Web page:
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The Films Of The ‘Mission: Impossible’ Franchise, Ranked

A few notes before we begin:

  • What we have here is an updated version of our rankings of the films in the Mission: Impossible franchise, up through Dead Reckoning Part One
  • These movies have been so fun for so long that I think we might all be starting to take them for granted a little bit
  • Please do not yell at me

Thank you. Here we go.

7. Mission: Impossible II (2000)

Let’s be clear about something: I am not here for your Mission: Impossible II slander. Yes, I’m ranking it last, that is true. But that has more to do with the other films in the franchise, all of which are so good that it makes the least-attractive sibling look like a gargoyle. It’s unfortunate. Mission: Impossible II is the worst Mission: Impossible movie and it is still kind of fun to chill out and watch on a rainy Saturday, if only for the silliness of it all.

Oh, yes, I know. The film is hot nonsense. You’ll get no argument from me on that. It has the weakest plot of any of the films. There are viruses and antidotes and whatever is going on with Tom Cruise’s hair, which yes, I do consider part of the plot because it was more fascinating than most of the exposition. But it’s still fun and watchable. Someone gave John Woo and Tom Cruise $100 million and told them to go nuts and they super did. Find a flaw in that sentence.

And then, when you don’t, look at the scene posted above. It’s a seven-minute motorcycle chase that features multiple cars turning into fireballs the instant they’re touched and it ends with two men launching their motorcycles into the air and flying over a cliff in a bear hug as their bikes crash into each other and explode in the air behind them. It’s like someone added flour to a normal John Woo scene and thickened it up into a roux. The only thing missing from this scene is fluttering white doves and don’t you dare worry because those show up later during an indoor gunfight. John Woo would never let you down, at least not when it comes to fluttering white doves.

The thing to remember in all of this is that the Mission: Impossible films all have their own style. Some of them are more artistic, some are more straightforward action, some are kind of action-comedies. Mission: Impossible II is just insane. There’s room for that.

6. Mission: Impossible III (2006)

The thing about Mission: Impossible III is that Philip Seymour Hoffman plays the villain and he is so, so good at it that he steals every scene he’s in, which is impressive in any movie but even more impressive when most of the scenes you are in also feature Tom Cruise doing the types of things Tom Cruise does in the Mission: Impossible movies. He’s so good that, for a long time, I thought this was my favorite movie in the franchise even though, upon review, it was not even all that close. I don’t know if that says more about him as an actor or me as a viewer.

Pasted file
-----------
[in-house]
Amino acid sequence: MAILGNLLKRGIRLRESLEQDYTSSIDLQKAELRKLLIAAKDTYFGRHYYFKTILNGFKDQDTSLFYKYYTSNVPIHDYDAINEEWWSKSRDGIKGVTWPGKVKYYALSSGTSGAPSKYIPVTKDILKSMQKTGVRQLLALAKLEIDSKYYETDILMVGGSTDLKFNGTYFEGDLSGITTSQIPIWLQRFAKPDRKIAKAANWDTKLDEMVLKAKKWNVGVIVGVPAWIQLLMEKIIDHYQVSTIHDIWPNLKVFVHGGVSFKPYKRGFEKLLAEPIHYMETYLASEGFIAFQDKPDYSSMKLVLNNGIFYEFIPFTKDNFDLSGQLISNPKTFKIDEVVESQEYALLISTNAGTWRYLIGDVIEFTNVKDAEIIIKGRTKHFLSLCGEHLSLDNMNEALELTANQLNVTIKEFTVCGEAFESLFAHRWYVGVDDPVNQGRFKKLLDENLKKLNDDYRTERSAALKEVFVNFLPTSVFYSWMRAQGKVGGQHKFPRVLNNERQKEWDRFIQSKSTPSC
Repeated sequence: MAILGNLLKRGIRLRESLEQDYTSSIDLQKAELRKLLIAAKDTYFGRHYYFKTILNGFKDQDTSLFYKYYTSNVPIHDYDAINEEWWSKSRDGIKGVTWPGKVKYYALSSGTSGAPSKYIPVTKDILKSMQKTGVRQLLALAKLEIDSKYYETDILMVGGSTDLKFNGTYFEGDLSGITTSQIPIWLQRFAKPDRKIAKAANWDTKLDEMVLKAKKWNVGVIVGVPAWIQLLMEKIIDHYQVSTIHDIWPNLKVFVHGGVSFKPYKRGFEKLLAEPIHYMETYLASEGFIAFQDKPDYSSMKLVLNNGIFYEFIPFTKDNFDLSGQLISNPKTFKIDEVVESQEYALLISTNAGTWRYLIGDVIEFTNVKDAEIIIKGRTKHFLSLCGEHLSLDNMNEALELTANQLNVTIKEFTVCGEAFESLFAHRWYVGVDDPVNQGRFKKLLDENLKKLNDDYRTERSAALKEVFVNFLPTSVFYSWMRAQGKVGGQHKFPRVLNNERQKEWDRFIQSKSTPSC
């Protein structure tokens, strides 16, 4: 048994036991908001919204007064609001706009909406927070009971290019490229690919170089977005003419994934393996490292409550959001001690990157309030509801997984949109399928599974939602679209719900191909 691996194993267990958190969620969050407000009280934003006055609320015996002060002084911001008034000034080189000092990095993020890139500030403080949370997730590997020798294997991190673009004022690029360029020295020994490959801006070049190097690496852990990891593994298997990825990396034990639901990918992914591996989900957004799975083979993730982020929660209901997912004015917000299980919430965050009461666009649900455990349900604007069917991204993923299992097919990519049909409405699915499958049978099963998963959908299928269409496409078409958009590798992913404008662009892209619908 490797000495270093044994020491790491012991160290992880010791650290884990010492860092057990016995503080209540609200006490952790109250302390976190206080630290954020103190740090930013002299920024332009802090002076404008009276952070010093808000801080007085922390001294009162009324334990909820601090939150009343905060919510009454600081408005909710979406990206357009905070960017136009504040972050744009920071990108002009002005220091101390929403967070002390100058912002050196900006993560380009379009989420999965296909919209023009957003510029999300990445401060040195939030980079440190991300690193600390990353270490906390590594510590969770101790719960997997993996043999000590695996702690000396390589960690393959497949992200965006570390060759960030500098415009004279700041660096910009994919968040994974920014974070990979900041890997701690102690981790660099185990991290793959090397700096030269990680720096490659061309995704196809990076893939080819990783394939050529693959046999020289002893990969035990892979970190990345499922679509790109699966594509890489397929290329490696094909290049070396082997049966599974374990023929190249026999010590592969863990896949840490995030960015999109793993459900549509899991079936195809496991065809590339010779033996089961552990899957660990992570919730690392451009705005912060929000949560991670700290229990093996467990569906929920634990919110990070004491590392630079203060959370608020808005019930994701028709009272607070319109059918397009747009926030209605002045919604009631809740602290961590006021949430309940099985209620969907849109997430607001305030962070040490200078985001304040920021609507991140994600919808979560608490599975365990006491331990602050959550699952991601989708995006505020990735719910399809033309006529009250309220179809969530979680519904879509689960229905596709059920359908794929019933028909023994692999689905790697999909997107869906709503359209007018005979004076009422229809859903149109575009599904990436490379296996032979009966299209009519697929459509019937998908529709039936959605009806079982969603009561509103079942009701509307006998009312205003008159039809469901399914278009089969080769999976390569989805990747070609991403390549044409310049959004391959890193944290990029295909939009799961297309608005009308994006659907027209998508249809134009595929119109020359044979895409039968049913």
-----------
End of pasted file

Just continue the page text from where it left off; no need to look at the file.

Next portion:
The movie itself is definitely fine, though. Tom Cruise starts out retired and is lured back in because a) dammit, he’s the best there ever was, etc., etc., and also, b) because Keri Russell is in danger, which, as far as reasons to get lured back in from retirement go, are about as good as any. Everyone’s hunting for something called the Rabbit’s Foot. There’s a whole Michelle Monaghan death ruse and then a whole Tom Cruise death ruse at the end. J.J. Abrams co-wrote and directed this one and he really gave it the full-on early-2000s J.J. Abrams, for better and worse. Again, it’s definitely fine and almost definitely really good.

Here’s a fun little game to play, though: Picture this movie, exactly the same, shot-for-shot and line-for-line, but with literally anyone else in the villain role. It’s not nearly as good, right? I will answer that for you: Probably not! That’s how great Philip Seymour Hoffman was in Mission: Impossible III. He almost single-handedly vaulted it over a John Woo movie with exploding motorcycles in a ranking compiled by me, a person who really loves John Woo movies and exploding motorcycles. That’s saying something.

5. Mission: Impossible — Rogue Nation (2015)

Rogue Nation:

  • is the closest the franchise has come to straight-up making a Bond movie
  • introduced Rebecca Ferguson as Ilsa Faust, who immediately became the franchise’s best female character and remained in the top-three over the next few movies, too, depending where you rank various blond international arms dealers and pickpockets played by Hayley Atwell, who we will discuss a bit more in the very near future
  • has a bad guy (Sean Harris) who has shark eyes and a raspy little voice that makes him even more terrifying
  • also has a bad guy named The Bone Doctor, which is awesome
  • opens with Tom Cruise clutching the side of a dang flying airplane
  • loses a few points because the big pencil-diving, breath-holding, card-swapping action sequence drags a tiny bit

I love this movie so much and it still landed in the bottom half of my rankings. The quality and longevity of this franchise is nuts. Heavy hitters galore.

4. Mission: Impossible – Dead Reckoning Part One (2023)


This movie rips pretty much from the very beginning, with exploding submarines and car chases and train chases and motorcycles flying off cliffs and all of it. Hayley Atwell shows up as a pickpocket who finds herself neck-deep in an international game of chicken with Tom Cruise and an all-knowing artificial intelligence system known as “The Entity.” The White Widow does a top-secret black market transaction inside a castle that is filled with neon lights and thumping techno music and about 1000 gyrating strangers. Shea Wigham shows up every 20 or 30 minutes to chase Tom Cruise around and is just soundly thwarted by the entire world around him every time. All the boxes are checked here.